Popular megachurch pastor Andy Stanley of North Point Ministries (NPM) says Christians need to stop erecting monuments to the Ten Commandments because they apparently no longer apply to Christians, which is completely false.
In a piece posted to Relevant Magazine on Monday, Pastor Stanley said that since the Ten Commandments come from the old covenant, Christians should stop erecting monuments dedicated to them. He completely misses the point that Christianity (particularly Catholicism) has commonly taught that the coming of Jesus Christ fulfills the old covenant, not replaces it. It also teaches that while the new covenant implemented by Jesus Christ does away with ceremonial laws, the moral laws remain forever. That means the 10 Commandments apply to Christians every bit as much today as they did during the time of Moses.
"[I]f we’re going to create a monument to stand as a testament to our faith, shouldn’t it at least be a monument of something that actually applies to us?" Stanley openly pontificated. "Participants in the new covenant (that’s Christians) are not required to obey any of the commandments found in the first part of their Bibles. Participants in the new covenant are expected to obey the single command Jesus issued as part of his new covenant: as I have loved you, so you must love one another."
He continued, "But how many times have you seen Christians trying to post the text of the sermon on the mount in a public place? Or the all-encompassing commandment Jesus gave us?"
Stanley goes on to say that this commandment from Christ is "a replacement for everything in the existing list. Including the big ten."
"Just as his new covenant replaced the old covenant, Jesus’ new commandment replaced all the old commandments," Stanley contended.
Stanley also bemoaned the fact that too many congregations place too much emphasis on the old covenant.
"Jesus was foreshadowed in the old covenant, he did not come to extend it," he said. "Dear Christian reader: Why? Why? Why would we even be tempted to reach back beyond the cross to borrow from a covenant that was temporary and inferior to the covenant established for us at Calvary?"
On the complementarity between the Old and New Testaments, the Catechism of the Catholic Church says that neither cancels the other out. Varying Christian denominations, from Episcopalian to Baptists, have held this view:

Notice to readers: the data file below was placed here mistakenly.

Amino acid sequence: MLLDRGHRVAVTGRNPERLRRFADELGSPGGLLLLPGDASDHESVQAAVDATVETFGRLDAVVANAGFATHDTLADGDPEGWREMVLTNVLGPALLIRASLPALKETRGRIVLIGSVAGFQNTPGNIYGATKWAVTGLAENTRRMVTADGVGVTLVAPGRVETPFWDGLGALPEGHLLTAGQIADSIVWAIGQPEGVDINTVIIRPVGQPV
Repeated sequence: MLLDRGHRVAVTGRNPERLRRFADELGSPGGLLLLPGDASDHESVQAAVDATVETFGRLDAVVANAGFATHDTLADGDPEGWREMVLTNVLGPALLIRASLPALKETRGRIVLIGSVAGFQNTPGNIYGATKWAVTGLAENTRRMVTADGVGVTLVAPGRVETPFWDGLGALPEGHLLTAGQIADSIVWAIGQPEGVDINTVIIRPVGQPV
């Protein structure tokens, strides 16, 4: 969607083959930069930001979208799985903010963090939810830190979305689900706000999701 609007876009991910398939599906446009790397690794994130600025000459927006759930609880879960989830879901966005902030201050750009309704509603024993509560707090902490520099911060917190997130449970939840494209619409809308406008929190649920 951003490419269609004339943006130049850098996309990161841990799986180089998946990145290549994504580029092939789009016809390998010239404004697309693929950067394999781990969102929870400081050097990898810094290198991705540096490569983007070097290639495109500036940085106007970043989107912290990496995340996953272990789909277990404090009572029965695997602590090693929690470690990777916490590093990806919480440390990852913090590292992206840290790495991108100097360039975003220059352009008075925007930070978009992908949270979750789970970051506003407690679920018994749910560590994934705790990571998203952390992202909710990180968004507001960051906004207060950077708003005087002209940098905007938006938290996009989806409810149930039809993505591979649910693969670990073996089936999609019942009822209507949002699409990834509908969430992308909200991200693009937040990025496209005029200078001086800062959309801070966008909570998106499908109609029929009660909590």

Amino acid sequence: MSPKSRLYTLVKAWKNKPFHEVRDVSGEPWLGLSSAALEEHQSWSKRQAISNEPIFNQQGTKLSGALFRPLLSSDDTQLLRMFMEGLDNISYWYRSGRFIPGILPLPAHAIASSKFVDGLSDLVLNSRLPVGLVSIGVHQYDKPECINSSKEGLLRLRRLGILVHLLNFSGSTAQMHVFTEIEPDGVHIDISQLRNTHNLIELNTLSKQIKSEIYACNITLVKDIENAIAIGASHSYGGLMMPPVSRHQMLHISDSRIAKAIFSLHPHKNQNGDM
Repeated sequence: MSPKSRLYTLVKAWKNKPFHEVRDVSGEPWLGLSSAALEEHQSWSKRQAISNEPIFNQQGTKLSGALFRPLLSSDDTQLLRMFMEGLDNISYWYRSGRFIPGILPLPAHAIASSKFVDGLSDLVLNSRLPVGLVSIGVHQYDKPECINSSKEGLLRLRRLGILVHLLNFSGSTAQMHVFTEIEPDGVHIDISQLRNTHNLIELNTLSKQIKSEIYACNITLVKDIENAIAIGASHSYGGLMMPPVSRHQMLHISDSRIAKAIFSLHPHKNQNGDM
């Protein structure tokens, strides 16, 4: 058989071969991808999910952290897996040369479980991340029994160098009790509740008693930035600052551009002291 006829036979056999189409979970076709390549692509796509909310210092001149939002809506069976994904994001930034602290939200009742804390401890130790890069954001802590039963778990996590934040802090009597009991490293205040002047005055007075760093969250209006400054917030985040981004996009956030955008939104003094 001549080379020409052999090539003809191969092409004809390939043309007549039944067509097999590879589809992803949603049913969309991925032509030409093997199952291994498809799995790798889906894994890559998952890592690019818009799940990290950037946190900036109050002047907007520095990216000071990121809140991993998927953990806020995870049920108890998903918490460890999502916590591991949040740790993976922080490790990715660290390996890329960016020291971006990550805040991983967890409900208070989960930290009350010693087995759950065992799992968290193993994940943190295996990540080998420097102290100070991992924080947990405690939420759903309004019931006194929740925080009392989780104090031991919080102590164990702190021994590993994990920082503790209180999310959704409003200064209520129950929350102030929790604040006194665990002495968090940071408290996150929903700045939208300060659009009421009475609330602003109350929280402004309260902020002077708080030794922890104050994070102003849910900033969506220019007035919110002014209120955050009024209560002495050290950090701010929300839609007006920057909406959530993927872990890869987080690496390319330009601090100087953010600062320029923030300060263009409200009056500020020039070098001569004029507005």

The Old Testament is an indispensable part of Sacred Scripture. Its books are divinely inspired and retain a permanent value,' for the Old Covenant has never been revoked.
Indeed, "the economy of the Old Testament was deliberately so oriented that it should prepare for and declare in prophecy the coming of Christ, redeemer of all men." "Even though they contain matters imperfect and provisional," the books of the Old Testament bear witness to the whole divine pedagogy of God's saving love: these writings "are a storehouse of sublime teaching on God and of sound wisdom on human life, as well as a wonderful treasury of prayers; in them, too, the mystery of our salvation is present in a hidden way.
"Christians venerate the Old Testament as true Word of God. The Church has always vigorously opposed the idea of rejecting the Old Testament under the pretext that the New has rendered it void."
The concept that the Old Testament no longer applies to Christians is actually a heresy known as Marcionism going all the way back to the 2nd Century. Here's how Catholic Answers described it:
Expounding on Paul's characterization of the Mosaic Law as the cause of sin, Marcion desired a Christianity untainted by any elements of Judaism. He saw the God of the Old Testament as cruel and vengeful, an embarrassment and a stumbling block in the evangelization of the Gentiles.
How could the God who commanded adulterers to be stoned be reconciled with the God who let them go free? This was overcome by postulating the existence of two gods. Marcion concluded that the tyrannical Creator-God of the Old Testament, Yahweh, was in opposition to the merciful and loving God of the New Testament.
He began to amass a following in Rome, and in July of 144 he was called before the presbytery to explain his teachings. He steadfastly maintained his dualistic beliefs and was promptly excommunicated. He charged that the Church had erred in clinging to the Old Testament, that the gospel had completely superseded the Torah, and that the apostles, except Paul, had allowed their Jewish notions to corrupt the message of the loving God.